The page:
Kindle developers: Don't ask, don't tell

Summary:Hypothetically speaking, if I had received an invite to join the Kindle Development Kit for active content limited Beta program, which I didn't, and had read over the Terms and Conditions for the KDK, which don't officially exist, I wouldn't have seen this section.

Hypothetically speaking, if I had received an invite to join the Kindle Development Kit (KDK) for active content limited Beta program, which I didn't, and had read over the Terms and Conditions for the KDK, which don't officially exist, I wouldn't have seen this section:

You will not, without our prior written consent, use our trademarks, trade names or logos in any manner, or issue or contribute to any press release or any other public statement relating to the Program, our relationship with you or the terms or existence of this Agreement.

If such a policy existed, and I'm not saying it does or doesn't, it might prevent anyone from disclosing that they were even working on any Kindle apps. It's a good thing I'm not doing that. And I certainly wouldn't be able to share any source code examples or documentation from the KDK with you because the non-existent policy might say:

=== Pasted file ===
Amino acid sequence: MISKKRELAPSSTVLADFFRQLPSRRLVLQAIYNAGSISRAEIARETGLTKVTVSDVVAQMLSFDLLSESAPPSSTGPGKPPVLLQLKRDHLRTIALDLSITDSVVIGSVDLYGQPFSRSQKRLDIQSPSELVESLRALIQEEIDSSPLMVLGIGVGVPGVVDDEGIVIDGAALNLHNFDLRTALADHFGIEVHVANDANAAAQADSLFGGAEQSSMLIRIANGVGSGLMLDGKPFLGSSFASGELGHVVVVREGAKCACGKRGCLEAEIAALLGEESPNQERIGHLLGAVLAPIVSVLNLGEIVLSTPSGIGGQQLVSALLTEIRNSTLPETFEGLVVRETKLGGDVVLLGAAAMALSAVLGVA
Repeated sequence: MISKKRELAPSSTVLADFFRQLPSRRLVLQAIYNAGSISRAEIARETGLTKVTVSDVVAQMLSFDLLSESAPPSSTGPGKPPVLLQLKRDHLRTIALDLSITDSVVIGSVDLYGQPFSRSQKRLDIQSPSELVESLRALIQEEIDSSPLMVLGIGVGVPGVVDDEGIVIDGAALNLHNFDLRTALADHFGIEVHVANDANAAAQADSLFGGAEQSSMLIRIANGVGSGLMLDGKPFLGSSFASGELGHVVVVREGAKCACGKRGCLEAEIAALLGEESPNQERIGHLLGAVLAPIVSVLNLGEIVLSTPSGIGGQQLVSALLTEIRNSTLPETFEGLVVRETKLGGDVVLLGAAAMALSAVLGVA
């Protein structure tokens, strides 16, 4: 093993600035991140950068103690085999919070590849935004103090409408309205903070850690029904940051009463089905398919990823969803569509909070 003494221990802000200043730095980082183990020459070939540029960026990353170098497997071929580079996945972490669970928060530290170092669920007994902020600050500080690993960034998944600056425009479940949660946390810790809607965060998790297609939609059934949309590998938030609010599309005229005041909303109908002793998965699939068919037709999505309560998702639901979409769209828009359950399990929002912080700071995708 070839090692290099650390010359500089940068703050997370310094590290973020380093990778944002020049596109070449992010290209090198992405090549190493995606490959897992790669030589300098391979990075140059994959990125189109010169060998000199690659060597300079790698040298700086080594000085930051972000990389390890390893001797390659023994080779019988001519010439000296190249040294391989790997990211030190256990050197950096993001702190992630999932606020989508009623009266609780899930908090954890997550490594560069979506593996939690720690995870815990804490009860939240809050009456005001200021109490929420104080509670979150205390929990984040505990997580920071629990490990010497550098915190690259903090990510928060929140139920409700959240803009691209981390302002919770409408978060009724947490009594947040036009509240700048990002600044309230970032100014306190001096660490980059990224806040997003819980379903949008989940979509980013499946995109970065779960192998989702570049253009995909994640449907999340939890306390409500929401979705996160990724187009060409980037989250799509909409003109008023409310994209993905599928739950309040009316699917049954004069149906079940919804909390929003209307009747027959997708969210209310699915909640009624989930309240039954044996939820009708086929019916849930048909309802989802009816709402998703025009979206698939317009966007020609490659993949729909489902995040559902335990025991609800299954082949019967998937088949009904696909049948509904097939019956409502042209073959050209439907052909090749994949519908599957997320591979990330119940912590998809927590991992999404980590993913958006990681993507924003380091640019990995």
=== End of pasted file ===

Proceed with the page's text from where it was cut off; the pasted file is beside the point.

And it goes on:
We will from time to time provide you access to certain software, documentation and related materials (the “Materials”) in our sole discretion. ... You will not use or authorize a third party to use any software in a manner that would in any way cause the Materials to be licensed free of charge, distributed in source code form or modifiable other than as expressly permitted in this Agreement.

It's really too bad the beta program doesn't exist because if it did I could tell you about the neat <redacted> feature, the fact that the whole thing is based on <redacted>, or the <redacted> limit of <redacted> KB/month. Wow, I can't believe nobody has reported on that yet.

So... what could we talk about instead? How bout 'dem Saints?

Topics: CXO, IT Employment, Software Development

About

Ed Burnette has been hooked on computers ever since he laid eyes on a TRS-80 in the local Radio Shack. Since graduating from NC State University he has programmed everything from serial device drivers and debuggers to web servers. After a delightful break working on commercial video games, Ed reluctantly returned to business software. He... Full Bio

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